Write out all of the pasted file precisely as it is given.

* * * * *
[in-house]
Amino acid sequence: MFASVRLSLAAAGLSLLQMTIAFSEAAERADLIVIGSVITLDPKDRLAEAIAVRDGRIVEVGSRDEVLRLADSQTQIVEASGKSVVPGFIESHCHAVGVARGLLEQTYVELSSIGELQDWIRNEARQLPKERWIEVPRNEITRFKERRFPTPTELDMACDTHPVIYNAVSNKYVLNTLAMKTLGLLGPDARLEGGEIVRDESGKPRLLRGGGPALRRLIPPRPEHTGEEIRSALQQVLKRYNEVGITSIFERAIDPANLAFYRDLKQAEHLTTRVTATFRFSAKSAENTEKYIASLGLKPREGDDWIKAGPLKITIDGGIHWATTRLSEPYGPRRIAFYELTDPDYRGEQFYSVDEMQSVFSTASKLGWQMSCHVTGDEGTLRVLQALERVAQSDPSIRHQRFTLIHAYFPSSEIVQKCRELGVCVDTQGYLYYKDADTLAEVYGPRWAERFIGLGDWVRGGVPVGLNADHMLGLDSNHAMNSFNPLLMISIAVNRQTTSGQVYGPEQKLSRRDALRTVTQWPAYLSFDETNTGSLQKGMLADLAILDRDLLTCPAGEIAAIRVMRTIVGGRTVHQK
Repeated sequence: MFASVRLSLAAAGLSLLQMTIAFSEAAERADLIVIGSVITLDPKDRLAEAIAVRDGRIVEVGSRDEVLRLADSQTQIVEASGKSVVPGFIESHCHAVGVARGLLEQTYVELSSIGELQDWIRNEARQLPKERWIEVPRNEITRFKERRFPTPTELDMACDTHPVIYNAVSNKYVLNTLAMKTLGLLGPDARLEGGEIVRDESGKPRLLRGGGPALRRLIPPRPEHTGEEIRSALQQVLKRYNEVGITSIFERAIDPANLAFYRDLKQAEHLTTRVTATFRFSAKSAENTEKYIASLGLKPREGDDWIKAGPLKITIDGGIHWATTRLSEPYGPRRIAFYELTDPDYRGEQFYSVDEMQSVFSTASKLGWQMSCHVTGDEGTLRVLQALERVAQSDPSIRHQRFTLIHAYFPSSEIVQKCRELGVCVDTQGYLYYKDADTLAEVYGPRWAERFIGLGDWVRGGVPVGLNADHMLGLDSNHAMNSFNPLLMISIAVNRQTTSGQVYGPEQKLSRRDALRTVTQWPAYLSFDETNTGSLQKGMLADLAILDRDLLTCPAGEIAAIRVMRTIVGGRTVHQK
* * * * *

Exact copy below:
[in-house]
Amino acid sequence: MFASVRLSLAAAGLSLLQMTIAFSEAAERADLIVIGSVITLDPKDRLAEAIAVRDGRIVEVGSRDEVLRLADSQTQIVEASGKSVVPGFIESHCHAVGVARGLLEQTYVELSSIGELQDWIRNEARQLPKERWIEVPRNEITRFKERRFPTPTELDMACDTHPVIYNAVSNKYVLNTLAMKTLGLLGPDARLEGGEIVRDESGKPRLLRGGGPALRRLIPPRPEHTGEEIRSALQQVLKRYNEVGITSIFERAIDPANLAFYRDLKQAEHLTTRVTATFRFSAKSAENTEKYIASLGLKPREGDDWIKAGPLKITIDGGIHWATTRLSEPYGPRRIAFYELTDPDYRGEQFYSVDEMQSVFSTASKLGWQMSCHVTGDEGTLRVLQALERVAQSDPSIRHQRFTLIHAYFPSSEIVQKCRELGVCVDTQGYLYYKDADTLAEVYGPRWAERFIGLGDWVRGGVPVGLNADHMLGLDSNHAMNSFNPLLMISIAVNRQTTSGQVYGPEQKLSRRDALRTVTQWPAYLSFDETNTGSLQKGMLADLAILDRDLLTCPAGEIAAIRVMRTIVGGRTVHQK
Repeated sequence: MFASVRLSLAAAGLSLLQMTIAFSEAAERADLIVIGSVITLDPKDRLAEAIAVRDGRIVEVGSRDEVLRLADSQTQIVEASGKSVVPGFIESHCHAVGVARGLLEQTYVELSSIGELQDWIRNEARQLPKERWIEVPRNEITRFKERRFPTPTELDMACDTHPVIYNAVSNKYVLNTLAMKTLGLLGPDARLEGGEIVRDESGKPRLLRGGGPALRRLIPPRPEHTGEEIRSALQQVLKRYNEVGITSIFERAIDPANLAFYRDLKQAEHLTTRVTATFRFSAKSAENTEKYIASLGLKPREGDDWIKAGPLKITIDGGIHWATTRLSEPYGPRRIAFYELTDPDYRGEQFYSVDEMQSVFSTASKLGWQMSCHVTGDEGTLRVLQALERVAQSDPSIRHQRFTLIHAYFPSSEIVQKCRELGVCVDTQGYLYYKDADTLAEVYGPRWAERFIGLGDWVRGGVPVGLNADHMLGLDSNHAMNSFNPLLMISIAVNRQTTSGQVYGPEQKLSRRDALRTVTQWPAYLSFDETNTGSLQKGMLADLAILDRDLLTCPAGEIAAIRVMRTIVGGRTVHQK